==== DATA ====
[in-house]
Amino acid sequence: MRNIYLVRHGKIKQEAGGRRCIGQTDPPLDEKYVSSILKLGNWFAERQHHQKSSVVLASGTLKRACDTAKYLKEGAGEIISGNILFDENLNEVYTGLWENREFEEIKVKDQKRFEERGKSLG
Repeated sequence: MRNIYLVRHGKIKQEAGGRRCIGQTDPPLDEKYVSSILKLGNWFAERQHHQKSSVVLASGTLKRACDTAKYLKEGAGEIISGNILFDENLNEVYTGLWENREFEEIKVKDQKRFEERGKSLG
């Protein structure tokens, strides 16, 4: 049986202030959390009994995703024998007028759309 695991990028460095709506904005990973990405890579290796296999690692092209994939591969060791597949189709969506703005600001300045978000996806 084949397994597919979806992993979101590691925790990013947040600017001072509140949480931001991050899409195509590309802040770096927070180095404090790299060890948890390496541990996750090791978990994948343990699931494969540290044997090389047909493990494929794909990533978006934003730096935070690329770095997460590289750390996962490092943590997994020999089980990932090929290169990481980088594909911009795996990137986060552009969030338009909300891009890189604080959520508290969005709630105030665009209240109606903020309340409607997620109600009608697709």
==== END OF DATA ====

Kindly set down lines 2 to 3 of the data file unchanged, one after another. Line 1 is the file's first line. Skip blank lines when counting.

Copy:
Amino acid sequence: MRNIYLVRHGKIKQEAGGRRCIGQTDPPLDEKYVSSILKLGNWFAERQHHQKSSVVLASGTLKRACDTAKYLKEGAGEIISGNILFDENLNEVYTGLWENREFEEIKVKDQKRFEERGKSLG
Repeated sequence: MRNIYLVRHGKIKQEAGGRRCIGQTDPPLDEKYVSSILKLGNWFAERQHHQKSSVVLASGTLKRACDTAKYLKEGAGEIISGNILFDENLNEVYTGLWENREFEEIKVKDQKRFEERGKSLG